Ideology: A Look at Pittsburgh’s Future with Regard to Sustainability, Bicycling and Public Transportation

The chill of an early November morning reminds Pittsburgh’s residents that Autumn in this neck of the woods comes in more varieties than just the blue skies and burnt leaves variety. I’m sipping a coffee and reading about future development plans for an area being dubbed Bakery Row which borders my own Shadyside neighborhood. I’ve spent a good deal of time in other cities over the past few years, studying their infrastructure, how they handle public transportation and what emphasis is given to pedestrians and cyclists moving throughout the streets.

In Pittsburgh I see a rising population of young, environmentally-minded people who are actually sticking around for once, even while the city’s public transportation struggles to get them around our city and cycling advocation, though higher than perhaps ever, moves forward slowly, if surely. New developments are being built on a seemingly daily basis. This is a key moment for the city and will determine whether we triumph forward as one of the next big progressive cities like Austin or Portland, OR, or if we become just another city-turned-strip mall.

Two examples of new development are the Waterfront and East Side. Both are stuffed full of chain stores, with rarely a glimpse of the local guy getting to show his face. The Waterfront is primarily a strip mall and so serves its purpose as such, with Target and Michaels and Best Buy types shoveling products en mass to the people. There is an interesting area between the strip mall section and the giant theater that is for all intents and purposes a traditional mall, sans ceiling. The adjacent group of blocks between Dave & Buster’s and the Loew’s Theatre are full of mall favorites: the Gap, American Eagle, a few chain restaurants thrown in for good measure and a Starbucks to round out the experience. Wide sidewalks help you get from one store to the other and a park in the middle invites anyone to sit down for a spell while the old lady takes the kids to Macy’s to try out some new school supplies. Of course, no one is actually sitting in the park and few are walking on the sidewalks, because the planners not only added an endless sea of parking around the Waterfront, but also stuffed as many spots between this outdoor mall as they could. You can stand on a corner and watch someone drive the 30 yards from American Eagle to the Gap because they simply can’t be bothered to walk. Obesity at its source.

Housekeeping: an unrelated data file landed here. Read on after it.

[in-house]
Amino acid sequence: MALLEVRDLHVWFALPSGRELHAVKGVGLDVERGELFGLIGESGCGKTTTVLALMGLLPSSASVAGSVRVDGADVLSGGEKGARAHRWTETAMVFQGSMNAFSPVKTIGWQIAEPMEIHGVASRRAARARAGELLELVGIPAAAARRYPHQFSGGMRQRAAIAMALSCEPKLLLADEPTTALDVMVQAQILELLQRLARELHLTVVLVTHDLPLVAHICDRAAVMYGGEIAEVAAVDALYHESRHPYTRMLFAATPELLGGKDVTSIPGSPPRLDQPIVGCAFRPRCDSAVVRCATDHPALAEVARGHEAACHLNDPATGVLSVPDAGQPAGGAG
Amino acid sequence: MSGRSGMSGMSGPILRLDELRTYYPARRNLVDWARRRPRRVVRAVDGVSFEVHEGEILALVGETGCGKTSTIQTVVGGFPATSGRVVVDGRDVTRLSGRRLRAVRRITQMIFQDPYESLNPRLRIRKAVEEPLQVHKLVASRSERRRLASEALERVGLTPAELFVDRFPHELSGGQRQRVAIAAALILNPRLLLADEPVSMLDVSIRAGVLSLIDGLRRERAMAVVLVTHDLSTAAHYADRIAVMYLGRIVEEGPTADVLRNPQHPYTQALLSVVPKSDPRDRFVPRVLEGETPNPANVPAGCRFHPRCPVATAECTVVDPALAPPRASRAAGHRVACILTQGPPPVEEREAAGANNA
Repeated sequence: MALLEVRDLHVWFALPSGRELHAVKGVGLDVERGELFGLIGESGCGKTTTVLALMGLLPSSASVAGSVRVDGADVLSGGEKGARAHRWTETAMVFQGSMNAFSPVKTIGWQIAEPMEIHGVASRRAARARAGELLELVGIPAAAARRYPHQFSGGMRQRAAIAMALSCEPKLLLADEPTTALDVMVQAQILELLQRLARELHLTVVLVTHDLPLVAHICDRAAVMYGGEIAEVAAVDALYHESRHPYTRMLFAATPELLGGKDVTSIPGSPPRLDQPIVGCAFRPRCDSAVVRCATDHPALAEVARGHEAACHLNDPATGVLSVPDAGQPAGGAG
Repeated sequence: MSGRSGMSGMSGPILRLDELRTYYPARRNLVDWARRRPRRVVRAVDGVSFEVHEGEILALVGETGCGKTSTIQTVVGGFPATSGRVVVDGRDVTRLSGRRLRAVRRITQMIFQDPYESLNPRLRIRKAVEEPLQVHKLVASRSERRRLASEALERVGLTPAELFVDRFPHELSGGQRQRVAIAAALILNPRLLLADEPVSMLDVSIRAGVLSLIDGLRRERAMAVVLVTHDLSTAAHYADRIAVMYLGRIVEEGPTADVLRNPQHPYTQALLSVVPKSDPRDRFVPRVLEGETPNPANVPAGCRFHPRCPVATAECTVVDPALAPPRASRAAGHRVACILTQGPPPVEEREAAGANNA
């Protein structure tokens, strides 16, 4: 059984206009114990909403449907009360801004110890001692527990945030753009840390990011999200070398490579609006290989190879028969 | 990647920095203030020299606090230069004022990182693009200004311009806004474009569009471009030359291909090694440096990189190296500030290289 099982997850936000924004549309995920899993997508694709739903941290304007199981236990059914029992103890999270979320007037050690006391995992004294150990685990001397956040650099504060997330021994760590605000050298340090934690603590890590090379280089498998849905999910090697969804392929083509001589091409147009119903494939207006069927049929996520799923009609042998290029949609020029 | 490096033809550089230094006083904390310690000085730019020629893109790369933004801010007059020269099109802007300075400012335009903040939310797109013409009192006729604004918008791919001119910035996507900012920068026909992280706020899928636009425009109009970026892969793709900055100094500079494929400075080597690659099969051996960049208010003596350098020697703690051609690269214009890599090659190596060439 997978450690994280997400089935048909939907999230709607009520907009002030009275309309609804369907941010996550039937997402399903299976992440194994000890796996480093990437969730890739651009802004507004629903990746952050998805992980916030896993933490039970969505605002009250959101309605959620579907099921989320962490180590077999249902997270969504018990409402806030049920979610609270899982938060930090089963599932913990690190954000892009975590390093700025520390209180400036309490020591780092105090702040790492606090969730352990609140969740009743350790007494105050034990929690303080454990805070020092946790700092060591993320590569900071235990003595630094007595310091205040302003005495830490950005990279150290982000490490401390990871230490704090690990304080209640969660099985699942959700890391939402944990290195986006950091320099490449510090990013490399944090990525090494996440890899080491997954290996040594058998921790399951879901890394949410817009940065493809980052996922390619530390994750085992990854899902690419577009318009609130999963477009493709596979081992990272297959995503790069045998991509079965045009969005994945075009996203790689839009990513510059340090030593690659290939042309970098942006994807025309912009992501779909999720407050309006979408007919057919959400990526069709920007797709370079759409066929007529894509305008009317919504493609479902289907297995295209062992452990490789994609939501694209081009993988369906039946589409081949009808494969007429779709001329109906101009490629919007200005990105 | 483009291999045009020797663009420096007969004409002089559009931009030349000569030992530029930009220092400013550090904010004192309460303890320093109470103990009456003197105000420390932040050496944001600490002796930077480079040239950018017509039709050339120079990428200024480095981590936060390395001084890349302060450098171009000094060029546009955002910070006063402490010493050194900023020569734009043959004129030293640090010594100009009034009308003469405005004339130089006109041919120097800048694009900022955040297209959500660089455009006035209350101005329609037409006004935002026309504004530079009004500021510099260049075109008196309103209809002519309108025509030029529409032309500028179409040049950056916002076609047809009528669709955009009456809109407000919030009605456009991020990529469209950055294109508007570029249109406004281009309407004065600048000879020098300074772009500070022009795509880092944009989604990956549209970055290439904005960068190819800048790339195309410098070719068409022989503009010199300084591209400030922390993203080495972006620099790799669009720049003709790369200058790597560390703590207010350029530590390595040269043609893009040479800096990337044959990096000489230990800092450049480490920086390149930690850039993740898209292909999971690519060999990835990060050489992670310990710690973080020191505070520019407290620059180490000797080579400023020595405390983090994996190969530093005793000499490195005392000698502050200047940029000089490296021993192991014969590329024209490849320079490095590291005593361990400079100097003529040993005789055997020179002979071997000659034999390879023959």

East Side is another example of excessive parking, though the fact that its actually buried right into the city makes it more pedestrian populated by nature. Those of us who don’t own cars or can see the ridiculousness of driving only a few blocks just to stop at the bank make our way into its stores, with big box names like Borders and Walgreens providing an anchor for vital businesses like Starbucks (borders also serves coffee, and a much better variety of the stuff is available across the tracks on Ellsworth at Crazy Mocha) and a T-Mobile store (WTF? Even if you’re a T-Mobile customer, how many times do you need to go into an actual T-Mobile store? Once a year or two to get a new phone because your old one can’t play the latest mp4s, I’d surmise. Such a waste of space.) The saving grace of East Side is its seeming ability to bring Shadysiders and the ‘Slibertines together where we were formerly separated by train track. A few more foot paths to make the transition even easier and we might just see one big happy neighborhood.

But this dissertation isn’t meant as an exploration of development or a pitting of local business vs. national retailers, but rather an exploration of why these new developments aren’t taking pedestrians and cyclists into account. I would wager it’s because pedestrians are all too far and few between, and this is, in my opinion, a direct result of the city’s planner’s, government official’s and citizen’s attitude towards the “recreational” activities of walking or riding a bike. Driving your car to work is the responsible, grown up thing to do. Riding a bike to work is still considered some type of “alternative” concept, best left to punk rockers trying to get to their tattoo jobs. And walking is much too inefficient in our modern, hectic, speed-exacerbated lifestyle. All the while our belts need to be loosened, our skies get cloudy and somewhere a polar bear is floating on the sole remaining ice chunk instead of sipping a Coke with Santa like he should be.